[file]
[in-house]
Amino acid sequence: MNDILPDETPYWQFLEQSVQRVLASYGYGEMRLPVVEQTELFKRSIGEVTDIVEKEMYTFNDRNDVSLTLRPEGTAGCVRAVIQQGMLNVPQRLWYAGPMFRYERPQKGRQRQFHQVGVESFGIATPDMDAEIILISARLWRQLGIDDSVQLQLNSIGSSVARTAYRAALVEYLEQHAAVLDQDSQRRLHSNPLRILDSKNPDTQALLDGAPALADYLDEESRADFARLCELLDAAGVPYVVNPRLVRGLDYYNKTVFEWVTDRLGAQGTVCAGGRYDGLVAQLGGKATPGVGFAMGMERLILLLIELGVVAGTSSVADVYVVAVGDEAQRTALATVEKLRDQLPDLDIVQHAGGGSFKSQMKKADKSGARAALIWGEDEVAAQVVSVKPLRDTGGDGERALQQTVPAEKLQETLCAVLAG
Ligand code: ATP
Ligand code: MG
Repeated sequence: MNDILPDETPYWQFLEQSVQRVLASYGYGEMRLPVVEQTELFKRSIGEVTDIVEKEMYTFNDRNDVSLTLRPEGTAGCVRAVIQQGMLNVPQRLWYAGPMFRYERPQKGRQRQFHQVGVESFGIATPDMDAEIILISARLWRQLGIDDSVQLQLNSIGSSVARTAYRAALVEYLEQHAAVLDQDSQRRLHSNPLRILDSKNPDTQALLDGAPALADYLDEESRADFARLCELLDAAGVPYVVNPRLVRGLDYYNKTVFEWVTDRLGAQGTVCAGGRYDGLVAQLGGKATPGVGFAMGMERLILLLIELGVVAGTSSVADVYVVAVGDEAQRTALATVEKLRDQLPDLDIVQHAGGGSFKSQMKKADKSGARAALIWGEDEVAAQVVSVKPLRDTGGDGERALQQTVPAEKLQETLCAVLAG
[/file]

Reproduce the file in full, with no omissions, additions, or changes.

[in-house]
Amino acid sequence: MNDILPDETPYWQFLEQSVQRVLASYGYGEMRLPVVEQTELFKRSIGEVTDIVEKEMYTFNDRNDVSLTLRPEGTAGCVRAVIQQGMLNVPQRLWYAGPMFRYERPQKGRQRQFHQVGVESFGIATPDMDAEIILISARLWRQLGIDDSVQLQLNSIGSSVARTAYRAALVEYLEQHAAVLDQDSQRRLHSNPLRILDSKNPDTQALLDGAPALADYLDEESRADFARLCELLDAAGVPYVVNPRLVRGLDYYNKTVFEWVTDRLGAQGTVCAGGRYDGLVAQLGGKATPGVGFAMGMERLILLLIELGVVAGTSSVADVYVVAVGDEAQRTALATVEKLRDQLPDLDIVQHAGGGSFKSQMKKADKSGARAALIWGEDEVAAQVVSVKPLRDTGGDGERALQQTVPAEKLQETLCAVLAG
Ligand code: ATP
Ligand code: MG
Repeated sequence: MNDILPDETPYWQFLEQSVQRVLASYGYGEMRLPVVEQTELFKRSIGEVTDIVEKEMYTFNDRNDVSLTLRPEGTAGCVRAVIQQGMLNVPQRLWYAGPMFRYERPQKGRQRQFHQVGVESFGIATPDMDAEIILISARLWRQLGIDDSVQLQLNSIGSSVARTAYRAALVEYLEQHAAVLDQDSQRRLHSNPLRILDSKNPDTQALLDGAPALADYLDEESRADFARLCELLDAAGVPYVVNPRLVRGLDYYNKTVFEWVTDRLGAQGTVCAGGRYDGLVAQLGGKATPGVGFAMGMERLILLLIELGVVAGTSSVADVYVVAVGDEAQRTALATVEKLRDQLPDLDIVQHAGGGSFKSQMKKADKSGARAALIWGEDEVAAQVVSVKPLRDTGGDGERALQQTVPAEKLQETLCAVLAG